A further object of this invention is to provide a hygrometer which utilizes polarized light to detect condensation.

A still further object of this invention is to provide a hygrometer having a temperature gradient along and in the plane of the condensation surface.

Another object of this invention is to provide an accurate dew point hygrometer which detects glaze ice using polarized light and which uses a temperature gradient on the condensation surface to better determine the dew point temperature.

Briefly these and other objects of the invention are accomplished by providing a polarized light source for detecting the condensation in order to differentiate between condensation, including glaze ice, and the metal surface. Detectors of specular and diffuse reflections detect the polarization of the light reflected. The condensation surface has a temperature gradient along its length so that condensation occurs only on that part of the surface with a temperature below the dew point temperature.


A more complete appreciation of the invention and many of the attendant advantages thereof will be readily obtained as the same becomes better understood by reference to the following detailed description when considered in connection with the accompanying drawings, wherein:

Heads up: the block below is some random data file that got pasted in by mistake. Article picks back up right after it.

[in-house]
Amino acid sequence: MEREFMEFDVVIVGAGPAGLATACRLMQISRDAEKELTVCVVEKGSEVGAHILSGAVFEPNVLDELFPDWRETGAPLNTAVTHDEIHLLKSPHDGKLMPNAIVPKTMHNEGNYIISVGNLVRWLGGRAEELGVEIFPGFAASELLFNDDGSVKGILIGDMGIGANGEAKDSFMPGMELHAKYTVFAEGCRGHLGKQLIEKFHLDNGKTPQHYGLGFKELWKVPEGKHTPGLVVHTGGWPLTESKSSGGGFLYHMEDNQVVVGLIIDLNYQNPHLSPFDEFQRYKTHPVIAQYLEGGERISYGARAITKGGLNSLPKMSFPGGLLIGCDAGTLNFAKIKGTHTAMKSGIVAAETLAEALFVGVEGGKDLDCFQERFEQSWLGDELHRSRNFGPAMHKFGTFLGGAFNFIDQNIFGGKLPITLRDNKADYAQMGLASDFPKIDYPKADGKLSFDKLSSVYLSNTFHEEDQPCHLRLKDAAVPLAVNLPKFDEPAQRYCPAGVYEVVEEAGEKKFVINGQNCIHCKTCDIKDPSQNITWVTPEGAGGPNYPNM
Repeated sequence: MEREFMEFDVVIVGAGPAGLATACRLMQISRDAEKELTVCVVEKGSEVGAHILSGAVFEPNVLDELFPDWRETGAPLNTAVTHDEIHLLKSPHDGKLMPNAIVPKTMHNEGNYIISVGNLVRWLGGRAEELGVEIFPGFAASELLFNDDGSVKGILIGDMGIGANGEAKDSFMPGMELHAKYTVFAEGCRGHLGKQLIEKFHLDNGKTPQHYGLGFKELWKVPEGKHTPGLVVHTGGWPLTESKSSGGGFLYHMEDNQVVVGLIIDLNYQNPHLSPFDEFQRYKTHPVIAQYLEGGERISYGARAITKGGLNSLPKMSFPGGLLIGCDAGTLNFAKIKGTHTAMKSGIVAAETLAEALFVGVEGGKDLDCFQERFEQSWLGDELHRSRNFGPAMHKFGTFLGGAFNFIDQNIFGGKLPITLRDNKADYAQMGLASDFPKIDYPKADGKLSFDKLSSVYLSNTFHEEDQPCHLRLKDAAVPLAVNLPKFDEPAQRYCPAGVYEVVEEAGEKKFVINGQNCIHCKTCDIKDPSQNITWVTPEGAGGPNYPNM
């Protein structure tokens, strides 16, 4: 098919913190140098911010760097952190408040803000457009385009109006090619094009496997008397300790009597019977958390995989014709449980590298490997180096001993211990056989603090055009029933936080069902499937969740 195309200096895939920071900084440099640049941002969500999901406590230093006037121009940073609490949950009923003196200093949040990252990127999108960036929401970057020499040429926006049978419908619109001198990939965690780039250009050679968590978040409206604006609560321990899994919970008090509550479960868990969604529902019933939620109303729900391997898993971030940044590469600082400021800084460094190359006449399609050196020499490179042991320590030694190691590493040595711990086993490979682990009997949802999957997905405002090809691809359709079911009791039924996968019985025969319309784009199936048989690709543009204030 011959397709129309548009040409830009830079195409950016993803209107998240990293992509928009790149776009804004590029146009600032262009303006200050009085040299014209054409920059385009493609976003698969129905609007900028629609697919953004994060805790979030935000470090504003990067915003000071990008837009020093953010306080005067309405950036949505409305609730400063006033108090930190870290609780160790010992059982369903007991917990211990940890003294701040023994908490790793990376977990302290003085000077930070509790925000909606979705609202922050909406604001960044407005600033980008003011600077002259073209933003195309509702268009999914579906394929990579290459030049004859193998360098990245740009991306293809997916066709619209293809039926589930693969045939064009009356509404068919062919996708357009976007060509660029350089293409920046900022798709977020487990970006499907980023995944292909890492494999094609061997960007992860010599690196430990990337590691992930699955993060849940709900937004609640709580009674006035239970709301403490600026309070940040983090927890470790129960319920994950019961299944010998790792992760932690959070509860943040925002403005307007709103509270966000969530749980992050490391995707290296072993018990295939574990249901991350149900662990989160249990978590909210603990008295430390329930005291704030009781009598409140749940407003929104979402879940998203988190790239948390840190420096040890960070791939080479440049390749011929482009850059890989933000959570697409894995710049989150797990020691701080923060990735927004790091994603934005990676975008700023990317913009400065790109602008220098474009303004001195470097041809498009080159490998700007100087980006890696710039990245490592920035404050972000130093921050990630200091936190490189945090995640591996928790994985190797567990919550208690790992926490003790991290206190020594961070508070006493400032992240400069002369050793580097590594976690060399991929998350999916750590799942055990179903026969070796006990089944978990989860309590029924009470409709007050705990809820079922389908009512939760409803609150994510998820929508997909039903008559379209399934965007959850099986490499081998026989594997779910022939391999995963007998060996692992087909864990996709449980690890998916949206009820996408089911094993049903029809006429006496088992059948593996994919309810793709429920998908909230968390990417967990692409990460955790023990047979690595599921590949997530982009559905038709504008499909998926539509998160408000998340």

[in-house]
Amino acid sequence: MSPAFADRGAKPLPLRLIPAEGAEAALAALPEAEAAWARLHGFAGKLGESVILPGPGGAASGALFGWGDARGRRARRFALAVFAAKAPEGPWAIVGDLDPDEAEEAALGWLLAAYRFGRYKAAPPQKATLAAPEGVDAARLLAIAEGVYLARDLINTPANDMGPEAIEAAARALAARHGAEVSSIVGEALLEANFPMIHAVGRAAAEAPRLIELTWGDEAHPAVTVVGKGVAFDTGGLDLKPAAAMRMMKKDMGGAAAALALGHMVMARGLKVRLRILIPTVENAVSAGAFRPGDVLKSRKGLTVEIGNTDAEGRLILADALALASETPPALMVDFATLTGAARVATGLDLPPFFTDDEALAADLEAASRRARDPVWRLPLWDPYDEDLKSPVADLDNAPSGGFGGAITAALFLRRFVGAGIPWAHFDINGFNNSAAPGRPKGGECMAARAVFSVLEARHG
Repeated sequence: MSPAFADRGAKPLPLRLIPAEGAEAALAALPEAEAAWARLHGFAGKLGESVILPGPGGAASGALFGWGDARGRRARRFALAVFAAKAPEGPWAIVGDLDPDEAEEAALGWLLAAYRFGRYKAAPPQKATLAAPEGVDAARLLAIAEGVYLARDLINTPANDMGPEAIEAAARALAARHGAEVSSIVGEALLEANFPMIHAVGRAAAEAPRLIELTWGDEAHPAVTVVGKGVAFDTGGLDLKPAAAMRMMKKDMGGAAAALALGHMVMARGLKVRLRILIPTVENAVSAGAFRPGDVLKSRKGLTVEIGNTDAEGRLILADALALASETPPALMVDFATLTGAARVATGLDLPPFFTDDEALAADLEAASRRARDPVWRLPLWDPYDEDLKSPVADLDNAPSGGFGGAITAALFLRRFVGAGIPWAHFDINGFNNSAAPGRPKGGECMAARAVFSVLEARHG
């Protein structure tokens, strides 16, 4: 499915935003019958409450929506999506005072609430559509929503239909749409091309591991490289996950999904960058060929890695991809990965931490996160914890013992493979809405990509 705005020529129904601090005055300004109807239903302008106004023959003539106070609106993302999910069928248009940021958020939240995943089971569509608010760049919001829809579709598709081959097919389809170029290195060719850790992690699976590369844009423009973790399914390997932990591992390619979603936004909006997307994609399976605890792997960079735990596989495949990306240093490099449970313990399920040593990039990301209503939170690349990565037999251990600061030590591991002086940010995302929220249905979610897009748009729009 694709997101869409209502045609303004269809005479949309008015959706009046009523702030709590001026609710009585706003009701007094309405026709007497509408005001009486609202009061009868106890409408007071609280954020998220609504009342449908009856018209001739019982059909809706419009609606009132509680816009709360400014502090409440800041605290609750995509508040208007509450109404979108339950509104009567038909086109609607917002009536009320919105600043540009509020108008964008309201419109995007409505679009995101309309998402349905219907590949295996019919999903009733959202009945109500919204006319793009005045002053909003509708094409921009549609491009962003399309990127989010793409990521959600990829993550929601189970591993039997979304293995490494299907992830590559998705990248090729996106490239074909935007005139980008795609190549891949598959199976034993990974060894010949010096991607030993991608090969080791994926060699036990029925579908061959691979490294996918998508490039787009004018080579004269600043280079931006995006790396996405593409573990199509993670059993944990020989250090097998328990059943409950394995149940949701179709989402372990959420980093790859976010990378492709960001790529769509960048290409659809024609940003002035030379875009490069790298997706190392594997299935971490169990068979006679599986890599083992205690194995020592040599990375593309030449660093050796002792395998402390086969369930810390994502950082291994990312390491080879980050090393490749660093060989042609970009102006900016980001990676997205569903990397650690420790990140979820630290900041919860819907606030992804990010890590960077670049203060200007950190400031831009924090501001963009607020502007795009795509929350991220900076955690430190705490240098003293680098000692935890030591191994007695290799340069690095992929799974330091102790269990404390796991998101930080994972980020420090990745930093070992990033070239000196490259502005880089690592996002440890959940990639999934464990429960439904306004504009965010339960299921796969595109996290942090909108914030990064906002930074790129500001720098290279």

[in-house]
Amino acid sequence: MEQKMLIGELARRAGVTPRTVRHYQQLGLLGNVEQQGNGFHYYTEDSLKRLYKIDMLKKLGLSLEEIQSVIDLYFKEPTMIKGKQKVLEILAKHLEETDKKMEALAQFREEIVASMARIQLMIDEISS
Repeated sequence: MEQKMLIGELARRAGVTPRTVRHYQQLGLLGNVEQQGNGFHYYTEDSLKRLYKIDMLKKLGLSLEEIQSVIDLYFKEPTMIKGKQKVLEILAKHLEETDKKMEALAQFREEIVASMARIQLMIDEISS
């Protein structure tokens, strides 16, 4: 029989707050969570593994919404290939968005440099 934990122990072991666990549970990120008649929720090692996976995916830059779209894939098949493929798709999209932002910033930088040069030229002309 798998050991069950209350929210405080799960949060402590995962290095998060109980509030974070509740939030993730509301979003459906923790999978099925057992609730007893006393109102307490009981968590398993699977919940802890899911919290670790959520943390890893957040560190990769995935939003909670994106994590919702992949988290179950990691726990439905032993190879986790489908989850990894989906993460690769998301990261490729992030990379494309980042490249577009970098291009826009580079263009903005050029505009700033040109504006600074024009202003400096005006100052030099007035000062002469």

FIG. 1 is a cross sectional view of the prior art device.

FIG. 2 is a cross sectional view of the present invention.

FIG. 3 is a top view of the present invention.


Referring now to the drawings, wherein like reference numerals designate identical or corresponding parts throughout the several views, and more particularly to FIG. 1 thereof, where a prior art dew point hygrometer is shown as including a metal piece 10 having a polished metal surface 12 for receiving condensation. Gas is passed over the surface as the surface is cooled from below to cause condensation 14 to form on the surface. The temperature at which this occurs depends on the moisture content of the gas. By determining the temperature when condensation occurs, the moisture content is determined. In order to determine when condensation forms, a light source 16 is used to project a light beam 22 onto the surface. If no condensation is present, the reflective surface reflects the beam 22 specularly as beam 24, which is detected by detector 18. If condensation is present, the light is reflected at least partially diffusely in beams 26. The amount of diffuse reflection depends on the thickness of the condensation. Diffuse reflections are detected by detector 20. Detectors 18 and 20 may be connected in a bridge circuit to control the amount of cooling applied to the surface 12 so that only a thin layer of condensation is formed.

FIG. 2 shows the improved hygrometer of the present invention as including the same surface on which condensation forms and a similar arrangement of light source and detector 18 as shown in FIG. 1. In addition, however, the present invention includes polarizer 27 which causes input beam 22 to be linearly polarized and analyzer 28 for determining if the specularly reflected beam 24 is linearly or elliptically polarized.